When a mine disaster such as an explosion or fire does occur, we now know the importance of certified safety equipment. To protect miners from the possibility of a toxic environment, NIOSH approves closed circuit escape respirators (CCER). To be assured of respiratory protection, workers must understand the meaning of breathing gas capacity when concerning CCERs that are jointly approved by NIOSH and Mine Safety and Health Administration (MSHA). The new NIOSH/MSHA standards for this type of respirator have upgraded the performance and design requirements and established an oxygen capacity level for each CCER so that a purchaser can know how much oxygen it contains. Click on these NIOSH publications for more information about breathing gas capacity and CCERs:
The mine environments in the virtual reality training have a high degree of realism, including simulations of smoke and other atmospheric conditions.
NIOSH-approved respiratory protection is a key element to protect miners from toxic environments – but to react properly in dangerous situations, training and preparation is essential. For this purpose, the use of virtual environments for training continues to grow. The proper application of these technologies offers many potential advantages over traditional training methods, such as letting the trainee enter an environment that is impossible to visit in the real world, observe a scene from different points of view, or allowing an inexperienced person to operate machinery.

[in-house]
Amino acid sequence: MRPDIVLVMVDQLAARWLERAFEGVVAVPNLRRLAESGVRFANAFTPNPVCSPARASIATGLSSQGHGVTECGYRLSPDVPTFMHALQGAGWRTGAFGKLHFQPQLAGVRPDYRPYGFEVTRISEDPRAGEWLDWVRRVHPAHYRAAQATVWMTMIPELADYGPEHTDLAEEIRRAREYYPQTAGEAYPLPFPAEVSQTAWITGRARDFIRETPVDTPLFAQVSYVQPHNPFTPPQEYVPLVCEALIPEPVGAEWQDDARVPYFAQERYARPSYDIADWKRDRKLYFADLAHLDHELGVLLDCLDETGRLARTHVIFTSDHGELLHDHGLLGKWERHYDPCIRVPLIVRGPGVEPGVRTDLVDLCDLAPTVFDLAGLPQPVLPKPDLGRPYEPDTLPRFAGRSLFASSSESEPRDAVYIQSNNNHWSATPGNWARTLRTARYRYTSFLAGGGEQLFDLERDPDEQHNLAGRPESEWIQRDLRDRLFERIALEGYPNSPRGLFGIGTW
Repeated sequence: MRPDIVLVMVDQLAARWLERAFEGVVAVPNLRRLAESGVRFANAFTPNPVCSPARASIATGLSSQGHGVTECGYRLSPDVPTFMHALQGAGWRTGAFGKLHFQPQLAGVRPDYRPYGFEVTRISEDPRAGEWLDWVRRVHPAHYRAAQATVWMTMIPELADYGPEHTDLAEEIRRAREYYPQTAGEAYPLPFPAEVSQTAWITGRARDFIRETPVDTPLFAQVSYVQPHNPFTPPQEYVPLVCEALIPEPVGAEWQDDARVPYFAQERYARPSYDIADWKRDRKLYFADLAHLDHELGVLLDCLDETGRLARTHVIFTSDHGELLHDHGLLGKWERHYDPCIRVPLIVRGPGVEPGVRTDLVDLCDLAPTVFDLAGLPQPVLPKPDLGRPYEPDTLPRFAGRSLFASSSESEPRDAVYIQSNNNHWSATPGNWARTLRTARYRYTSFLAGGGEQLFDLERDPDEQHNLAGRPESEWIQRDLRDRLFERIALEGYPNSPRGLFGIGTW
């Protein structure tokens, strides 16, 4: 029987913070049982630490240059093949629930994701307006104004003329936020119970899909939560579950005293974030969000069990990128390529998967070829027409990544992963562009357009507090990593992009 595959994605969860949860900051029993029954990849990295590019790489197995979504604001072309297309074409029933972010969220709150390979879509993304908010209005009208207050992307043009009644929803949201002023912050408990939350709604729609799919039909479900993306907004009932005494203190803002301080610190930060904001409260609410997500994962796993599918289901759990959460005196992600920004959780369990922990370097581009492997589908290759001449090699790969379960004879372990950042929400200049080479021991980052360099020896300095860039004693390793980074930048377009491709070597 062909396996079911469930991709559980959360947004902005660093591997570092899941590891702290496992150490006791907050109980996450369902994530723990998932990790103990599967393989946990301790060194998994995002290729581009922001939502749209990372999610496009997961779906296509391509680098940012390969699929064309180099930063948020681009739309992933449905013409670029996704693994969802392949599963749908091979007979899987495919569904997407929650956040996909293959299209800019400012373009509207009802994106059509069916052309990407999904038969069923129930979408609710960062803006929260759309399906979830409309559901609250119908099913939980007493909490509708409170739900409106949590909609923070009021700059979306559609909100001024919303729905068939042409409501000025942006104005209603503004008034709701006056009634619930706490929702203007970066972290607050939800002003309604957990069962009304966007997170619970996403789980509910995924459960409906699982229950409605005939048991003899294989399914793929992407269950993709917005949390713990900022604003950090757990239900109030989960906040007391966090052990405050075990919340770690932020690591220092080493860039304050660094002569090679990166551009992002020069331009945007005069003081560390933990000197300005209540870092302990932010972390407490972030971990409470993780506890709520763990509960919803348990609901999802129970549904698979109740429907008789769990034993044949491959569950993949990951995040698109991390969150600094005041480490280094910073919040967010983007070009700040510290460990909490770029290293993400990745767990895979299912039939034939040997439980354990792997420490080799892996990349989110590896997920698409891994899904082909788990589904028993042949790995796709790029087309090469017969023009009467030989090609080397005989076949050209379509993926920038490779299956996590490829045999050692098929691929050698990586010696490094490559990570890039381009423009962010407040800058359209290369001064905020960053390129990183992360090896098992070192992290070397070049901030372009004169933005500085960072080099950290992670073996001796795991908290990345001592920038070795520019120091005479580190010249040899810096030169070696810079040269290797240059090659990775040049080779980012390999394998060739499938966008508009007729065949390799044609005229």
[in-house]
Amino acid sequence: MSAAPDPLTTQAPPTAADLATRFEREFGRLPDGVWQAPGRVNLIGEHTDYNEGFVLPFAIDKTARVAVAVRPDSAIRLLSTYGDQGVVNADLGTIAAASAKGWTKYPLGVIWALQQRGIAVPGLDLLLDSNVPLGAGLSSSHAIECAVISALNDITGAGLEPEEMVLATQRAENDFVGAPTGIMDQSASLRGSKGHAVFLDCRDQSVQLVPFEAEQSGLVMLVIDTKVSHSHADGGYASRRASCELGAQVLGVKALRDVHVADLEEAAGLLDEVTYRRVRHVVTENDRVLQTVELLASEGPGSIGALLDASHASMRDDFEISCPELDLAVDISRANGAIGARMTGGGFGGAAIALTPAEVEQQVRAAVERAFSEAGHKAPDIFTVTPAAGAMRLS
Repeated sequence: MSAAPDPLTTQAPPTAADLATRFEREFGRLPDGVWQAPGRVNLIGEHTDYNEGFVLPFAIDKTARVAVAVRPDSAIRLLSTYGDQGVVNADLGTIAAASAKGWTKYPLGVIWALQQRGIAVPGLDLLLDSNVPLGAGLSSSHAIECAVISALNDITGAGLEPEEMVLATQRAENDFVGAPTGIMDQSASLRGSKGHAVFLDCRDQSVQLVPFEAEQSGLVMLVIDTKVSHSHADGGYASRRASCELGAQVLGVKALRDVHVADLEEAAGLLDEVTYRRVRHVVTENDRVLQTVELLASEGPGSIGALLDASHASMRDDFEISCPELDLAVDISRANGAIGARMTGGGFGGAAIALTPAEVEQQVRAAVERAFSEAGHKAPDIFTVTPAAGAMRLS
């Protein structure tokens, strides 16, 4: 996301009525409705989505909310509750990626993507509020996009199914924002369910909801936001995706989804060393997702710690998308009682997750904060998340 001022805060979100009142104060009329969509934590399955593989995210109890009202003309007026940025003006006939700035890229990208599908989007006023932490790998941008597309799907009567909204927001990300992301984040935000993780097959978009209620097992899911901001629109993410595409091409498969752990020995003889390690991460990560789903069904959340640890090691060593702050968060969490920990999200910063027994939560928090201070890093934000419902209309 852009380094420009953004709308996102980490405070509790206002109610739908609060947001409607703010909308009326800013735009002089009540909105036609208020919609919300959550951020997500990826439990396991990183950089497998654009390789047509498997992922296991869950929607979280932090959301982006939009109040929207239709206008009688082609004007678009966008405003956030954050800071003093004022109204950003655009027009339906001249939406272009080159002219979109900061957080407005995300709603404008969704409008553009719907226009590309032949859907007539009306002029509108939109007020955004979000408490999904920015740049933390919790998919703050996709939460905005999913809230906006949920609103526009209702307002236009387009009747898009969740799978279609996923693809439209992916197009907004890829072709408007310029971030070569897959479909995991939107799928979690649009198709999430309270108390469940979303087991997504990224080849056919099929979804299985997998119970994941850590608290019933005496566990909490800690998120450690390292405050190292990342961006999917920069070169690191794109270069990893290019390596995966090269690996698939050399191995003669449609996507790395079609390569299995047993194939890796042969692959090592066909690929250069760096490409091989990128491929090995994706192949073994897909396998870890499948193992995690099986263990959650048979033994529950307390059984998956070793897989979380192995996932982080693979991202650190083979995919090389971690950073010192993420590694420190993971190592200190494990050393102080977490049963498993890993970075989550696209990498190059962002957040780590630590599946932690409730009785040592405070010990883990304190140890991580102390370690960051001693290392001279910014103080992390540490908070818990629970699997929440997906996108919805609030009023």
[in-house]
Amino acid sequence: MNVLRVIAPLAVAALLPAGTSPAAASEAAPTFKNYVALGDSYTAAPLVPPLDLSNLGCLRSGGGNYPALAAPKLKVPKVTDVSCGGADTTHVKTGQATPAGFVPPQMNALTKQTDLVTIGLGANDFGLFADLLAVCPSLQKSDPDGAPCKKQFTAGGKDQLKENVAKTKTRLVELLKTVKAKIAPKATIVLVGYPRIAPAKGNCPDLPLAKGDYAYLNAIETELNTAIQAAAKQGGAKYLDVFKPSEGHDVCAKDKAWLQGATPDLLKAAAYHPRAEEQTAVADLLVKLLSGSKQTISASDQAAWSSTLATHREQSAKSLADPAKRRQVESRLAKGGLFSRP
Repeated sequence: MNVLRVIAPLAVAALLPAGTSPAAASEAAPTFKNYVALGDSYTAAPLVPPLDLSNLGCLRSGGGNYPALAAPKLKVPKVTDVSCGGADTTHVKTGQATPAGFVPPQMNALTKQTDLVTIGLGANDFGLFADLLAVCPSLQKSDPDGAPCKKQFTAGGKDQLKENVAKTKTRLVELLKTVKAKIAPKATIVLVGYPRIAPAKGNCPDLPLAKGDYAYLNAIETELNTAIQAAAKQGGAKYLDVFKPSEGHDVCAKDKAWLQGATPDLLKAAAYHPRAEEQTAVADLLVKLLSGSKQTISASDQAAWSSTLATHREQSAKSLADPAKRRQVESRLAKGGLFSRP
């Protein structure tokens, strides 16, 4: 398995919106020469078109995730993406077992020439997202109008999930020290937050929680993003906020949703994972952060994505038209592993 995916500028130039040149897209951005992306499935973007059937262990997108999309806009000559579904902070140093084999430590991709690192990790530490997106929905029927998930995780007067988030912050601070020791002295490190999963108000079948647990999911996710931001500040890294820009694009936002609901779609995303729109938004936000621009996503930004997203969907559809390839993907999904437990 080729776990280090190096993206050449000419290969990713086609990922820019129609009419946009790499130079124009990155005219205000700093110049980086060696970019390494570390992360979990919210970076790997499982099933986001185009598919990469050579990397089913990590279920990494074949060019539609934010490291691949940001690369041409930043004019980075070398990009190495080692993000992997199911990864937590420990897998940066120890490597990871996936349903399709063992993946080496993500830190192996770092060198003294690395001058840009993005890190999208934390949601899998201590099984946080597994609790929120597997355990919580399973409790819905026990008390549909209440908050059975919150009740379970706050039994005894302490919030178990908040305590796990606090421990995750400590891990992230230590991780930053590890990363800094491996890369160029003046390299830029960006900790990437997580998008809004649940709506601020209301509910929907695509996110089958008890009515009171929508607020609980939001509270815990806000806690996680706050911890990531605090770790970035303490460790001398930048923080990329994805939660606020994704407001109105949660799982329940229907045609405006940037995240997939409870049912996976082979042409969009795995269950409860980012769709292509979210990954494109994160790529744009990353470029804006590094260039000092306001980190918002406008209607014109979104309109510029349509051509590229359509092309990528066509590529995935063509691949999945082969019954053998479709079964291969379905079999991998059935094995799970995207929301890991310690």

One of the goals of the NIOSH work in virtual reality is to determine the best ways to use these technologies for training and assessing the skills of mine emergency responders. In this case, responders include specially trained individuals (mine rescue or fire brigade team members), mine managers and mineworkers called upon to respond to an emergency.

To help meet this goal, NIOSH has built the Mine Rescue and Escape Training laboratory (MRET) at its Pittsburgh facility. The MRET includes a unique state-of-the-art 360° cylindrical projection system that uses stereoscopic 3D technology to enhance the immersion and experience of the users. It has the capability of putting an entire group into a virtual environment that they can interact with, providing an intuitive training experience. An adjacent 50° curved display acts as a classroom environment for instructor driven sessions and as a post-simulation debriefing environment following the sessions run in the 360° environment.